The Logic and Metaphysics Workshop will meet on May 10th from 10:00-4:00 (NY time) in-person at the Graduate Center (Kelly Skylight Room) for a special Wednesday session. The program:
10:00-11:30: Heinrich Wansing (Bochum)
Title: Quantifiers in connexive logic (in general and in particular)
Abstract: Connexive logic has room for two pairs of universal and particular quantifiers: one pair are standard quantifiers; the other pair are unorthodox, but we argue, are well-motivated in the context of connexive logic. Both non-standard quantifiers have been introduced previously, but in the context of connexive logic they have a natural semantic and proof-theoretic place, and plausible natural language readings. The result are logics which are negation inconsistent but non-trivial.
Note: This is joint work with Zach Weber (Otago).
12:30-2:00: Daniel Skurt (Bochum)
Title: RNmatrices for modal logics
Abstract: In this talk we will introduce a semantics for modal logics, based on so-called restricted Nmatrices (RNmatrices). These RNmatrices, previously used in the context of paraconsistent logics, prove to be a versatile tool for generating semantics for normal and non-normal systems of modal logics. Each of these semantics have sound and complete Hilbert-style calculi. The advantage of RNmatrices is that they provide a unifying framework for modal logics with or without first-order Kripke-frame conditions.
Note: This is joint work with Marcelo Coniglio (Campinas) and Pawel Pawlowski (Ghent).
2:30-4:00: Mark Colyvan (Sydney/LMU)
Title: Explanatory and non-explanatory proofs in mathematics
Abstract: In this paper I look at the contrast between explanatory and non-explanatory proofs in mathematics. This is done with the aim of shedding light on what distinguishes the explanatory proofs. I argue that there may be more than one notion of explanation in operation in mathematics: there does not seem to be a single account that ties together the different explanatory proofs found in mathematics. I then attempt to give a characterization of the different notions of explanation in play and how these sit with accounts of explanation found in philosophy of science.
The Logic and Metaphysics Workshop will meet on May 1st from 4:15-6:15 (NY time) in-person at the Graduate Center (Room 9205) for a talk by Samara Burns (Columbia).
Title: Understanding (and) surveyability
Abstract: In this talk I will discuss the notion of surveyable proof. Discussions of surveyability emerge periodically in recent philosophical literature, but the notion of surveyable proof can be traced back to Descartes. Despite this long history, there is still disagreement about what features a proof must have in order to count as surveyable. This disagreement arises, in part, because there is still significant vagueness regarding the problem that unsurveyability poses for the epistemology of mathematics. I identify three features of justification in mathematics that could be at issue in the surveyability debate: a priority, internalism, and certainty. Each of these features is prima facie troubled by unsurveyable proof. In each case, however, I’ll argue that unsurveyable proof does not pose any real issue. I will suggest that the surveyability debate should not be framed in terms of justification at all, and that the problem is really about mathematical understanding.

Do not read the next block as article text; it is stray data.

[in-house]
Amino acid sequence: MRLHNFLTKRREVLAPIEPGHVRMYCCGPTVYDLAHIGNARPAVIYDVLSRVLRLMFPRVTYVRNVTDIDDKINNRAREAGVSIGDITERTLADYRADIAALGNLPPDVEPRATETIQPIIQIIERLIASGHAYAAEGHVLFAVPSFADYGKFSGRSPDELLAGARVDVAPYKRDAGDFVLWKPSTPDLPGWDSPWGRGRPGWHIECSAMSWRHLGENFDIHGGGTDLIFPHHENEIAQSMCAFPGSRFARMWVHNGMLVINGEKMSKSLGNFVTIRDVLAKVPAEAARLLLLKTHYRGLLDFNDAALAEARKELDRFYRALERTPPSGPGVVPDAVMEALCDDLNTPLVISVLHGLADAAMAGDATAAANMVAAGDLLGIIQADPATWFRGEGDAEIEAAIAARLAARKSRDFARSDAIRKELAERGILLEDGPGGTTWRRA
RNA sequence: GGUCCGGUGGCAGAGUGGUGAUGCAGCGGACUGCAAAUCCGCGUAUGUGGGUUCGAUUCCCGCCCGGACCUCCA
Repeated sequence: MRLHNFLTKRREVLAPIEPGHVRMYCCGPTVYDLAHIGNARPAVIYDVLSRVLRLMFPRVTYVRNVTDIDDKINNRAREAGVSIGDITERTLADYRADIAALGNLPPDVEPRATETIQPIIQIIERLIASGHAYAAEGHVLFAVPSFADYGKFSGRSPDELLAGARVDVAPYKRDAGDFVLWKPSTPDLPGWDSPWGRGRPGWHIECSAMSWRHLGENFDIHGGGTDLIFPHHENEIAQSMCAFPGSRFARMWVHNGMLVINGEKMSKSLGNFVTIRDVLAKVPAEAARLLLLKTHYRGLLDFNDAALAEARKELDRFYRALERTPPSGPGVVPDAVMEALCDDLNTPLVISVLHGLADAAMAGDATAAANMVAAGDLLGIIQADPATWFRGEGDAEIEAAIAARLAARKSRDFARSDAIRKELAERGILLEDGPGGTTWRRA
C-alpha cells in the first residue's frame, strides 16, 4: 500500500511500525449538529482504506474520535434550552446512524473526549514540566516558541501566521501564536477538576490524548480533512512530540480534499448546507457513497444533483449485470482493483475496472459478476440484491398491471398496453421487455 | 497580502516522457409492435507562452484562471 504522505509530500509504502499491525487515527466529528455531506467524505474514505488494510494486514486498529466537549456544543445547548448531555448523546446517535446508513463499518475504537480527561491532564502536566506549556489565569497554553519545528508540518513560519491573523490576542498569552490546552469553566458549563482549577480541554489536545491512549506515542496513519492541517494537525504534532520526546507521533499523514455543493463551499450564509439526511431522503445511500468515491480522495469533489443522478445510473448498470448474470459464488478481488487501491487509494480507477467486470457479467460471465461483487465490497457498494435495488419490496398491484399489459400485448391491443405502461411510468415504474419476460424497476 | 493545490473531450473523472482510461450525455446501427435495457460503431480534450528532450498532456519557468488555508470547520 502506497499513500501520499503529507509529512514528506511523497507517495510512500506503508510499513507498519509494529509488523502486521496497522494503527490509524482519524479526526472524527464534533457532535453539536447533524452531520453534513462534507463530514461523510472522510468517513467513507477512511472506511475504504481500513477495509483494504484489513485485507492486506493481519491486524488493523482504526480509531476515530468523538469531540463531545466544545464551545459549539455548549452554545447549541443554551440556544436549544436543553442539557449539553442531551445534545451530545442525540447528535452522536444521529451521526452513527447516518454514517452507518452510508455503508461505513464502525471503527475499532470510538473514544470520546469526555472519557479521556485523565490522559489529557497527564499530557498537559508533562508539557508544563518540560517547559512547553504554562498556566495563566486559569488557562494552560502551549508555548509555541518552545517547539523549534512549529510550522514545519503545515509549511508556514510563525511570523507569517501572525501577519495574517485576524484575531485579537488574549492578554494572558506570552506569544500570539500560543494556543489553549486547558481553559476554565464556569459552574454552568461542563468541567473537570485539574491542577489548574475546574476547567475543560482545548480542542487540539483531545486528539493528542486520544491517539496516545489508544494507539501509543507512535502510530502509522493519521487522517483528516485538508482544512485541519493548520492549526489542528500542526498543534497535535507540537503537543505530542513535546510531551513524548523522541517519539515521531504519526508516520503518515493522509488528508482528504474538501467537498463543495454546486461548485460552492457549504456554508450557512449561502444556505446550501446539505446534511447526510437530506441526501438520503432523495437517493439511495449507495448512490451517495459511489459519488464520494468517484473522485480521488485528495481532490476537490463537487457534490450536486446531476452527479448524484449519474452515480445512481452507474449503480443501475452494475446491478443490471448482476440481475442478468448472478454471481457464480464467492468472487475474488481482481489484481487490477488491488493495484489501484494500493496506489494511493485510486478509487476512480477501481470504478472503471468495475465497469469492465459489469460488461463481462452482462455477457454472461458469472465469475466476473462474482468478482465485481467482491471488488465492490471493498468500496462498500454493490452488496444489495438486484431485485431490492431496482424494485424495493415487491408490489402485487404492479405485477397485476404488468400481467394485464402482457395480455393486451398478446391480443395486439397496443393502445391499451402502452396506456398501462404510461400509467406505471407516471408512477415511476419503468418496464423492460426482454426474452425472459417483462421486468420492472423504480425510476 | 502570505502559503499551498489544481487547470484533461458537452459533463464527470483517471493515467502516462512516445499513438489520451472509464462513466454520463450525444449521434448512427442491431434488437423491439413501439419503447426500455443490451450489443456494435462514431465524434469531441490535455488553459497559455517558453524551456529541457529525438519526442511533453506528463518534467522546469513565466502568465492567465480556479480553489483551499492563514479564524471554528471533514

The Logic and Metaphysics Workshop will meet on April 24th from 4:15-6:15 (NY time) in-person at the Graduate Center (Room 9205) for a talk by Andrea Iacona (Turin).
Title: Inferentialism and connexivity
Abstract: In my talk I will investigate the relationships between two claims about conditionals that by and large are discussed separately. One is the claim that a conditional holds when its consequent can be inferred from its antecedent, or when the latter provides a reason for accepting the former. The other is the claim that conditionals intuitively obey some characteristic connexive principles, such as Aristotle’s Thesis and Boethius Thesis. Following a line of thought that goes back to Chrysippus, I will suggest that these two claims may coherently be understood as distinct manifestations of a single basic idea, namely, that a conditional holds when its antecedent is incompatible with the negation of its consequent. The account of conditionals that I will outline is based precisely on this idea.
The Logic and Metaphysics Workshop will meet on April 17th from 4:15-6:15 (NY time) in-person at the Graduate Center (Room 9205) for a talk by Branden Fitelson (Northeastern).
Title: Probability and logic/meaning: Two approaches
Abstract: In this talk, I will compare and contrast two approaches to the relation between probability and logic/meaning. First, I will examine the Traditional (“Kolmogorovian”) Approach of setting up probability calculi, which presupposes semantic/logical notions and defines conditional probability in terms of unconditional probability. Then, I will discuss the Popperian Approach, which does not presuppose semantic/logical notions, and which takes conditional probability as primitive. Along the way, I will also discuss the prospects (and pitfalls) of adding an Adams-style conditional to various probability calculi.